Description of injury
Contusion or non-expanding subcapsular hematoma with no laceration. Constitutes 80 % of patients
Non-expanding perirenal hematoma confined to the retroperitoneum
Laceration <1 cm deep without collecting system injury and urinary extravasation
Cortical laceration >1 cm without collecting system injury
Laceration: through corticomedullary junction into collecting system
Vascular: involves main renal artery or vein with contained hematoma, segmental infarctions
Laceration: shattered kidney, ureteropelvic junction avulsion
Vascular: renal pedicle injury or avulsion, devascularization of the kidney
The AAST grading of renal injury. (a) Grade I, subcapsular hematoma (arrow). (b) Grade II, cortical laceration less than 1 cm deep (arrow) and perinephric hematoma (arrowhead). (c) Grade III, cortical laceration more than 1 cm deep (arrows) and perinephric hematoma. (d) Grade IV, laceration extending through the renal cortex, medulla (arrows), and collecting system (curved arrow). (e) Grade IV, segmental infarction caused by thrombosis of segmental renal artery branches (arrows). (f) Grade V, shattered kidney. (g) Grade V, avulsion of renal hilum that devascularizes the kidney (With permission from Lee YJ, Oh SN, Rha SE, Byun JY. Renal trauma. Radiol Clin North Am. 2007;45:581–92)
Shattered kidney refers to extensive fragmentation of the kidney and is usually associated with varying degrees of renal parenchyma devitalization (Fig. 9.2a–d).
Shattered kidney (grade V) with ureteropelvic junction laceration in a 30-year-old man who had an underlying horseshoe kidney. (a) Contrast-enhanced axial CT scan in the nephrographic phase shows multiple fragments of renal parenchyma (arrows) at the fusion site of the two kidneys and a large amount of hematoma in the anterior and posterior pararenal spaces, bilaterally. (b) Contrast-enhanced axial CT scan shows extravasation of contrast media (arrows). (c) Multiplanar reformatted image in the coronal plane in the nephrographic phase shows a shattered horseshoe kidney with a large amount of hematoma in the perinephric space (arrows). (d) In a volume-rendered oblique coronal image, a large volume of contrast media extravasation (arrows) from the left kidney is readily apparent (With permission from Lee YJ, Oh SN, Rha SE, Byun JY. Renal trauma. Radiol Clin North Am. 2007;45:581–92)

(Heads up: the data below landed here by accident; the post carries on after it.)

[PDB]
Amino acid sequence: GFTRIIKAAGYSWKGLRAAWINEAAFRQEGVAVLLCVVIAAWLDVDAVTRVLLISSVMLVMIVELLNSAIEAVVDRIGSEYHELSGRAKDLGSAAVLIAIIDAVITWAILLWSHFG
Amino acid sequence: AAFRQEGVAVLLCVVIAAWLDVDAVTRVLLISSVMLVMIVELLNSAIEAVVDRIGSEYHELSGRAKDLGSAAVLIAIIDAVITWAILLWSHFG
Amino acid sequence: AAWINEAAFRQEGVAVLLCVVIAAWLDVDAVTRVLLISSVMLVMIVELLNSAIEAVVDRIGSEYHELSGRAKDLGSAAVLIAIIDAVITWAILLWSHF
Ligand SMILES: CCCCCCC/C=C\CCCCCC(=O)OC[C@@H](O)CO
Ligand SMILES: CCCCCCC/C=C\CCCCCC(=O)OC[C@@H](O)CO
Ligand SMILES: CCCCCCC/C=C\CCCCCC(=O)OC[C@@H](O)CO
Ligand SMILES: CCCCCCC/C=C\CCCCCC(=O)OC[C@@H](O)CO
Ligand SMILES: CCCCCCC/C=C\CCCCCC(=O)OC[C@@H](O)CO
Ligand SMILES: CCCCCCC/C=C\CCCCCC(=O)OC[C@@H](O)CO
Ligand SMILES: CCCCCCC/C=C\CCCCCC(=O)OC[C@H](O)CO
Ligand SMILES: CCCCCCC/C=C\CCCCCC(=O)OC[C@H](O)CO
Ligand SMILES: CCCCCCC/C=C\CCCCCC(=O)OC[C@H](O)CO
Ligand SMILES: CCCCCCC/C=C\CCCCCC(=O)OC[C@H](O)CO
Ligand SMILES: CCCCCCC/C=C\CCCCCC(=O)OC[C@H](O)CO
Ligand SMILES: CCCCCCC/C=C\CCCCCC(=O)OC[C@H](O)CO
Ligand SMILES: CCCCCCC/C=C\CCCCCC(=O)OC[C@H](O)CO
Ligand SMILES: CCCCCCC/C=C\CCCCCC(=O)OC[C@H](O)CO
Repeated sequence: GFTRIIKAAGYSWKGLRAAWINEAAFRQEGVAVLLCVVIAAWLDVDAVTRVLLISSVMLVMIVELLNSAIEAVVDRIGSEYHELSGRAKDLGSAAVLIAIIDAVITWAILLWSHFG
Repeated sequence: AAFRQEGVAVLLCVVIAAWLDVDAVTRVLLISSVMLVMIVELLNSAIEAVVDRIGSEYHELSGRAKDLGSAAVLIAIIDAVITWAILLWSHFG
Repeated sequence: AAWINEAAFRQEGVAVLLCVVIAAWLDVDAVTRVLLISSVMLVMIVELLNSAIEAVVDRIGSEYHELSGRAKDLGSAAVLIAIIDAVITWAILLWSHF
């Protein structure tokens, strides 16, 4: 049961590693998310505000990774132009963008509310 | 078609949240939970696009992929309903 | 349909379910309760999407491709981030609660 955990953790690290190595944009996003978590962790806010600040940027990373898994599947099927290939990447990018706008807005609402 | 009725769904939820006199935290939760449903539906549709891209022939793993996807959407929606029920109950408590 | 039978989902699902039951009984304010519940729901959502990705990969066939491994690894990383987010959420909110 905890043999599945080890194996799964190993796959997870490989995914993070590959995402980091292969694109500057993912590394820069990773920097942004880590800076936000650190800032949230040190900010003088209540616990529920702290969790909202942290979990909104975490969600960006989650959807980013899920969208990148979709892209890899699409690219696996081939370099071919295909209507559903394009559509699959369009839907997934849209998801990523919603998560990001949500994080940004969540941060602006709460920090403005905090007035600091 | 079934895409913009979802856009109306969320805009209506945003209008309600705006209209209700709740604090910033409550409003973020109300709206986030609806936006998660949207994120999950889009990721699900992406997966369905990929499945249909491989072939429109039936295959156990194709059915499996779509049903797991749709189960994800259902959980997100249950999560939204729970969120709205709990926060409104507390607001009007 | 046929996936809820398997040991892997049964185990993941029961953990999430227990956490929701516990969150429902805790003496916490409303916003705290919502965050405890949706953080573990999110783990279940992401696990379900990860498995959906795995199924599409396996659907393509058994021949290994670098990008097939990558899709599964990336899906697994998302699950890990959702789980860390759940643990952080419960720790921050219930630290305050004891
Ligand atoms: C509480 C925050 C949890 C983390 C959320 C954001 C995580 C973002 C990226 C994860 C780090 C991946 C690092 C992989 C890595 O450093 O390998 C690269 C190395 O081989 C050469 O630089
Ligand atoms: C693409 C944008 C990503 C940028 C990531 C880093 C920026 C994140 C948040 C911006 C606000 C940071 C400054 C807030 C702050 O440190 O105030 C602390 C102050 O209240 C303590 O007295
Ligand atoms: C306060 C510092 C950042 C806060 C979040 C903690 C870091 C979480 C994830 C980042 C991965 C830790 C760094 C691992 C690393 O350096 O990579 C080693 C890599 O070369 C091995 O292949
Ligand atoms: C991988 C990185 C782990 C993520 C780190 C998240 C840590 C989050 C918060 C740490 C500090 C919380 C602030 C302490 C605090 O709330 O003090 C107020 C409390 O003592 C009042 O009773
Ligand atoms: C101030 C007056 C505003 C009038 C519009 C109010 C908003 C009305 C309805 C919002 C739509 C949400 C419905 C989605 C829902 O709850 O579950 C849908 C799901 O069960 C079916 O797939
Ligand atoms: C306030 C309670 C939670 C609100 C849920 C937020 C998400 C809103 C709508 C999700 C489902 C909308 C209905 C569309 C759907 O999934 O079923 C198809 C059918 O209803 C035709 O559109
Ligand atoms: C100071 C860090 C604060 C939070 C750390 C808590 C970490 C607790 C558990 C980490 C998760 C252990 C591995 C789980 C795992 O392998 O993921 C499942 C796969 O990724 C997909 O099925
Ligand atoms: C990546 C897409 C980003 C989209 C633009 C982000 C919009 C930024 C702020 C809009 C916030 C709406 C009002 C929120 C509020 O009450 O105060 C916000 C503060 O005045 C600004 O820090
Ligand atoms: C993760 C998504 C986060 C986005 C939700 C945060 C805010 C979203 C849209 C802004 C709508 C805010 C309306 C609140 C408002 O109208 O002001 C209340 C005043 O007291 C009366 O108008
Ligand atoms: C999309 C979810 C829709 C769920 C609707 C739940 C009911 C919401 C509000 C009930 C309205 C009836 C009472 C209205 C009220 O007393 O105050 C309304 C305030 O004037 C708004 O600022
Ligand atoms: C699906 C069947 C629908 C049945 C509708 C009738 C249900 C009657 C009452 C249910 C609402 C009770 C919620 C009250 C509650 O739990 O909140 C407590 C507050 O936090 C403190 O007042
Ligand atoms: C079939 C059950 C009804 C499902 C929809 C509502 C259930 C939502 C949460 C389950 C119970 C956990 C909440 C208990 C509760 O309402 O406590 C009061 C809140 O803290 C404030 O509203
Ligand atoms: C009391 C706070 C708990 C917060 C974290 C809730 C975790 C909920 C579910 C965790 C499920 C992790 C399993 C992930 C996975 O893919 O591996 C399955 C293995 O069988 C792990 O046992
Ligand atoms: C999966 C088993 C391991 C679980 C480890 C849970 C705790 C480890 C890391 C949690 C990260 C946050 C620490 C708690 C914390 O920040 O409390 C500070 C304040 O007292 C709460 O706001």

Renal injury caused by trauma is usually treated conservatively except in cases of severe injury such as pedicle injury or complete laceration of the ureteropelvic junction.
Box 9.1 Indications for Renal Imaging After Trauma
Rapid deceleration injury
Blunt trauma and shock with gross or microscopic hematuria
Plain Film Radiography
Secondary findings such as rib fractures, asymmetry of the soft tissues overlying the flanks, and asymmetry of the psoas shadows may suggest possible renal injury.
IVP study consists of scout radiograph, one film immediately after contrast injection, and another 10 min after contrast injection.
Blurring of the renal outline or psoas shadow due to perirenal hemorrhage may be seen on IVP.
An injured kidney may exhibit delayed, diminished, or absent excretion of contrast material.
Nonvisualization, contour deformity, or extravasation of contrast medium on IVP indicates a major renal injury.
The use of IVP to evaluate renal trauma has been largely supplanted by CT scan, which is the preferred modality for this type of study.
Ultrasound detects about 22 % of renal injuries.
Ultrasound may reveal renal lacerations, changes in echogenicity of renal parenchyma and/or renal pelvis, and decreased echogenicity of perirenal space.
Ultrasound reveals free or loculated fluid around the kidney with variable appearance depending on the type of fluid (urine or hemorrhage) (Fig. 9.3).
Renal subcapsular hematoma secondary to iatrogenic trauma. Sagittal view on gray-scale ultrasound demonstrates subcapsular hematoma (arrows) secondary to ESWL with hypoechoic appearance
FAST scan (focused abdominal sonography for trauma scan) is mainly useful in detecting free fluid in the abdomen.
Negative ultrasound findings do not exclude the possibility of renal injury.
CT can assess the extent and spatial location of traumatic renal injuries.
Parenchymal contusions appear on CT as round or ovoid areas of decreased enhancement with ill-defined contours (Fig. 9.4a, b).
Renal contusion. (a) Axial and coronal (b) views of contrast-enhanced CT demonstrate ill-defined hypodense renal parenchymal contusion (arrows) in the left kidney. Retroperitoneal hematoma (*) secondary to trauma is also observed
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